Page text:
Amputee Royal Marines Veteran Recounts Abuse While Using Disabled Parking Bay

Ben McBean says a person began "effing and blinding" at him for parking in a disabled space when he arrived for a hospital appointment.

A Royal Marines veteran says a woman who began "effing and blinding" at him for using a disabled car parking space before a hospital appointment represents a wider misconception towards disability.

Ben McBean, a double amputee, suffered injuries in 2008 while in Afghanistan, after an explosion.

As part of his follow-up treatment, he continues to visit hospital for appointments.

Mr McBean previously had a disability badge, which he says was taken away after he took part in the London Marathon.

The veteran posted on Twitter last October to voice his frustration and stated it would be useful to have the badge back, with Veterans Minister Johnny Mercer among those to respond.

Mr McBean says he received his new blue badge recently, meaning he could use it "for the first time in like 13 years".

After receiving his new blue badge, Mr McBean says he was attending an appointment at Derriford Hospital in Plymouth earlier this month when he parked in the disabled bay outside.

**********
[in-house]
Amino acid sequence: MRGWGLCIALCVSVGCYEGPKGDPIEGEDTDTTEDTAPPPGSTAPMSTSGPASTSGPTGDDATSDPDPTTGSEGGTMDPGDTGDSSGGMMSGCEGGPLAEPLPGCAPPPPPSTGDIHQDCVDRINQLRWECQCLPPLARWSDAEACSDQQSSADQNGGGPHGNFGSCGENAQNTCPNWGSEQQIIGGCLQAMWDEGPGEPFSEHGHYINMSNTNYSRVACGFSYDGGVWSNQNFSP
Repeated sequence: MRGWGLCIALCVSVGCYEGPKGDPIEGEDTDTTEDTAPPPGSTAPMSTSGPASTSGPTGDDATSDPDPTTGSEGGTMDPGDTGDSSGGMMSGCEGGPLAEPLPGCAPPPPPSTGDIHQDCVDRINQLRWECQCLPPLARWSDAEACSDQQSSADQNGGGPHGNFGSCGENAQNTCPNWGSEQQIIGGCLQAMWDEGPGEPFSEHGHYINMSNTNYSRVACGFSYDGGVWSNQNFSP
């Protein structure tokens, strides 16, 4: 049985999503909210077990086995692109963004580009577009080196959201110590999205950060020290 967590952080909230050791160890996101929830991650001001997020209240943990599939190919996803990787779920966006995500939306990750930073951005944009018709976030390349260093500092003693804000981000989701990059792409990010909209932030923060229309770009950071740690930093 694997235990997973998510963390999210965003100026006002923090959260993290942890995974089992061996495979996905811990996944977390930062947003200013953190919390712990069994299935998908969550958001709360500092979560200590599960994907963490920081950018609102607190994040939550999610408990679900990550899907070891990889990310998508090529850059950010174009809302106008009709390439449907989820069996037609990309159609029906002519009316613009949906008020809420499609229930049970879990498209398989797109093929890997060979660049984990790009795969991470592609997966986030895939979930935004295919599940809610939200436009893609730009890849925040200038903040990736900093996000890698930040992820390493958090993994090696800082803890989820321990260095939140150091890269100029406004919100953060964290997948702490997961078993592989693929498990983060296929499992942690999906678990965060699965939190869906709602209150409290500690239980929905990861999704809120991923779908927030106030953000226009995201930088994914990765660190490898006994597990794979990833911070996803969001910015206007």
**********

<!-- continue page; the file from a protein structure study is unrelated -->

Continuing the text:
"[I was] fully dressed, with a prosthetic arm on as well, you just probably wouldn’t know," he said.

"I got out of the car and some lady was effing and blinding at me, because I'd obviously used this blue badge – for the first time ever."

The veteran added that he will not feel pressure to "highlight" his injuries while using his blue badge in future.

Having lived life with and without disability, Mr McBean said that only in recent years has he seen a shift in perceptions towards such a broad range of disabled individuals.

"Even the parking bay sign is a wheelchair, so if someone jumps out not looking like that, you think 'Hang on a minute, that doesn't make any sense,' when that’s all they would know," he said.

The Royal Marines veteran sustained injuries while serving in Afghanistan 13 years ago (Picture: Ben McBean).

He voiced his concern that others may not be in a position to take similar incidents in their stride.

"That might have hurt you or upset you, set you back, maybe you’re depressed, your anxiety flares up or have a panic attack or something and it's not fair.

"People should not judge a book by its cover," the veteran added.

"I was fighting for my country and I got injured, [it's] nothing to be ashamed of, nothing to hide."

In response to Mr McBean's account of his experiences, a Plymouth City Council spokesman said: "As soon as Mr McBean's case came to our attention, a senior manager made contact with him and offered him assistance in completing a new [blue badge] application."

In a statement, University Hospitals Plymouth NHS Trust said: "University Hospitals Plymouth treats patients with a range of different medical conditions, not all of which are visible.

"Any patient who holds a 'blue badge' is entitled to park in our disabled parking spaces and should be able to do so without fear of abuse."